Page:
“We would rather have our kids get an Al Qaeda education than be illiterate.” Yemeni tribes people said this to explain sheltering Fahd al-Quso in Rafadh. Al-Quso was a hardened Al Qaeda terrorist and mastermind of the 2000 USS Cole bombing. But, al-Quso brought teachers to the empty village schoolhouse, something the Yemeni government failed to do. In exchange, the tribes people gave him protection and loyalty.
It took the U.S. military years to track down al-Quso. It cost the U.S. millions in aid just to coax the Yemeni government into moving against Al Qaeda in places like Rafadh. Eventually, it was a U.S. drone, not the Yemeni military, that killed al-Quso. One can’t help but wonder if we could have caught him sooner. Could we have avoided this if Rafadh had teachers and a school?
Yemen has been a recipient of U.S. foreign aid for decades, just not the right type of aid. U.S. assistance has paid for food, health, and infrastructure in many of Yemen’s remote areas, but not a lot of schools. Unfortunately, our assistance has not bought us any good will. On the other hand, by providing a number of teachers, Al Qaeda wins tribal loyalty. This is not surprising. Most of us quickly forget who paid for the fish, but we don’t forget who taught us how to hook our bait.
This unfortunate scenario in Rafadh, documented in Robert Worth’s New York Times piece aptly titled “Is Yemen the Next Afghanistan?” isn’t the only time something like this has happened. When one conjures up Afghanistan, the story of the Taliban is sobering. The name “Taliban” comes from the Pashtu word for “student”, alluding to their roots from a cluster of religious schools for Afghan refugees in Pakistan. During that conflict against the Soviets, the U.S. supported the Afghan people with weapons, food, and shelter -just not schools. The schools were paid for by the Wahhabis, a radical Islamic proxy used by Saudi Arabia and Pakistan for regional influence. The Taliban emerged as the most cohesive and organized group after the conflict. After spending millions in support, we had no stake and no influence.
Today, after 9/11 and spending billions in Afghanistan, we should be asking ourselves if we can really afford not to invest in education?
Currently, in countries like Yemen and Afghanistan, only about 5 percent of U.S. aid goes to education. The trend is similar for many U.S. recipients of foreign aid, particularly in the Middle East. Worldwide, only 2 percent of what the U.S. spends on foreign assistance goes to education. If we figure in military aid, that 2 percent gets even smaller. More than four times as much goes into democracy, human rights, and governance. Surprising, given the importance of education in building a democracy.
Consider the conflict in Syria; reminiscent of Afghanistan in the 1980s, there are almost 2 million Syrian refugees in between Jordan, Lebanon, Iraq, and Turkey. Many of them are idle and desperate; watching their country and youth slip away. More and more boys, as young as 14, are being recruited from UN refugee camps. Most, if not all, join the rebels; who are increasingly becoming radicalized.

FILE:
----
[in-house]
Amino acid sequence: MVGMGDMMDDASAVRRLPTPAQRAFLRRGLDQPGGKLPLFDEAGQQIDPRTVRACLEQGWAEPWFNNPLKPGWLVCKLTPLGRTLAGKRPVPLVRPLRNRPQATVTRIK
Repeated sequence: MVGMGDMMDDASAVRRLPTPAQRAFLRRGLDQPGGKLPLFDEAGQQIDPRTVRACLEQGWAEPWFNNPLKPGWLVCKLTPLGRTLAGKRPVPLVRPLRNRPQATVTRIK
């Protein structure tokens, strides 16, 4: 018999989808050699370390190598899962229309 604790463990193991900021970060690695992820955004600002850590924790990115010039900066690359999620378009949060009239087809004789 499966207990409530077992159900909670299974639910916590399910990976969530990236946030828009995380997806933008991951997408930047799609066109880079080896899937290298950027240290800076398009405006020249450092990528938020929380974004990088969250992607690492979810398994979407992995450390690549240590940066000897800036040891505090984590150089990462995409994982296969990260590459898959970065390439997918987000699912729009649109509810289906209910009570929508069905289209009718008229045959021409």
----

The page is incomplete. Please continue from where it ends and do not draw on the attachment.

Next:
The US is the biggest donor of aid-just not schools. Again, less than 1% is going to education. Even in a crisis, it is not too early to invest in education, especially when Al Qaeda has a presence on the ground. If we want a future partner in the region, the time to invest is now.
Tomorrow, over 1 million Syrian children will be returning to a broken country. If we don’t build schools, our enemies will. Radical militant groups know the power of education. In Nigeria, the Al Qaeda affiliated group Boko Haram, whose name means “Western education is prohibited”, knows the power of education. In Somalia, the radical group Al Shabaab, which recruits child soldiers via twitter and whose name means “youth”, knows the power of education. In Pakistan, the Taliban who shot Malala Yousafzai, knows the power of education.
It is about time we beat the terrorists where it counts: the battle of hearts and minds. Everything the U.S. spends abroad on education, from training teachers in rural areas to Fulbright scholarships, contributes to mutual understanding and peace. These programs have tremendous impact. Many political leaders around the world today were once Fulbright scholars; among them is the current Foreign Minister of Vietnam. Today, we have normal relations with Vietnam; trade has grown exponentially. What we spend there now on education is trivial compared to what we spent in life and treasure nearly 50 years ago.
This is what Secretary of State John Kerry, himself a Vietnam vet, marveled at as he spoke about “the once unthinkable normalization of our relations with Vietnam.” Now, as we think about normalization with the Muslim World, we should ask if it will ever come through the high cost of deploying diplomats and soldiers. Perhaps, it could come from spending a little on deploying teachers.
Al-Abbadi was a teacher in Yemen, Saudi Arabia, and Morocco. Recently, he was an English Language Fellow with the Regional English Language Office at the U.S. Embassy in Rabat, where he taught at a university in rural Morocco. He is currently a Masters candidate for International Education Policy at the Harvard Graduate School of Education.